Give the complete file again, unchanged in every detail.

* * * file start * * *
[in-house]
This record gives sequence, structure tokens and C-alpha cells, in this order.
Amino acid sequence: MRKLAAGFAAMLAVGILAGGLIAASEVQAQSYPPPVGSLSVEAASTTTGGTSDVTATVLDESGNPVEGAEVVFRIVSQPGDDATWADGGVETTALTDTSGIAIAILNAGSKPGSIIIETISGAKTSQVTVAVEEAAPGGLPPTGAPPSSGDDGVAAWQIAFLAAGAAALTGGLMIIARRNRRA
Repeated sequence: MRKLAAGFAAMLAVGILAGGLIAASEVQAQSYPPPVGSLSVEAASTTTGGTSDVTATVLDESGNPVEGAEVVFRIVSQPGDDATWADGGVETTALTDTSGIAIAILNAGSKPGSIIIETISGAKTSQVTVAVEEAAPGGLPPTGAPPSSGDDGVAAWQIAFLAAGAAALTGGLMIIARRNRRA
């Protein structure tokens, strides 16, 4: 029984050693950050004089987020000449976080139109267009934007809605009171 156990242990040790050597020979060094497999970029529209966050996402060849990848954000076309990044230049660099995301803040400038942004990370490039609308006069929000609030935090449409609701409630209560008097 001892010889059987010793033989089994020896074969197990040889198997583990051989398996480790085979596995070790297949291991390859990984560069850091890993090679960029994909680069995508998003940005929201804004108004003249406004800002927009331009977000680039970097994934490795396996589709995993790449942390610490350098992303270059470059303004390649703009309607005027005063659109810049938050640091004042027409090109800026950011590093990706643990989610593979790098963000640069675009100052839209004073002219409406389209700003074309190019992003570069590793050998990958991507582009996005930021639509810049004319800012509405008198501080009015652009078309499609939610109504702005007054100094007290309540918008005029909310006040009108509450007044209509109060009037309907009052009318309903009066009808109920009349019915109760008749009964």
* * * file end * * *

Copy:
[in-house]
This record gives sequence, structure tokens and C-alpha cells, in this order.
Amino acid sequence: MRKLAAGFAAMLAVGILAGGLIAASEVQAQSYPPPVGSLSVEAASTTTGGTSDVTATVLDESGNPVEGAEVVFRIVSQPGDDATWADGGVETTALTDTSGIAIAILNAGSKPGSIIIETISGAKTSQVTVAVEEAAPGGLPPTGAPPSSGDDGVAAWQIAFLAAGAAALTGGLMIIARRNRRA
Repeated sequence: MRKLAAGFAAMLAVGILAGGLIAASEVQAQSYPPPVGSLSVEAASTTTGGTSDVTATVLDESGNPVEGAEVVFRIVSQPGDDATWADGGVETTALTDTSGIAIAILNAGSKPGSIIIETISGAKTSQVTVAVEEAAPGGLPPTGAPPSSGDDGVAAWQIAFLAAGAAALTGGLMIIARRNRRA
């Protein structure tokens, strides 16, 4: 029984050693950050004089987020000449976080139109267009934007809605009171 156990242990040790050597020979060094497999970029529209966050996402060849990848954000076309990044230049660099995301803040400038942004990370490039609308006069929000609030935090449409609701409630209560008097 001892010889059987010793033989089994020896074969197990040889198997583990051989398996480790085979596995070790297949291991390859990984560069850091890993090679960029994909680069995508998003940005929201804004108004003249406004800002927009331009977000680039970097994934490795396996589709995993790449942390610490350098992303270059470059303004390649703009309607005027005063659109810049938050640091004042027409090109800026950011590093990706643990989610593979790098963000640069675009100052839209004073002219409406389209700003074309190019992003570069590793050998990958991507582009996005930021639509810049004319800012509405008198501080009015652009078309499609939610109504702005007054100094007290309540918008005029909310006040009108509450007044209509109060009037309907009052009318309903009066009808109920009349019915109760008749009964």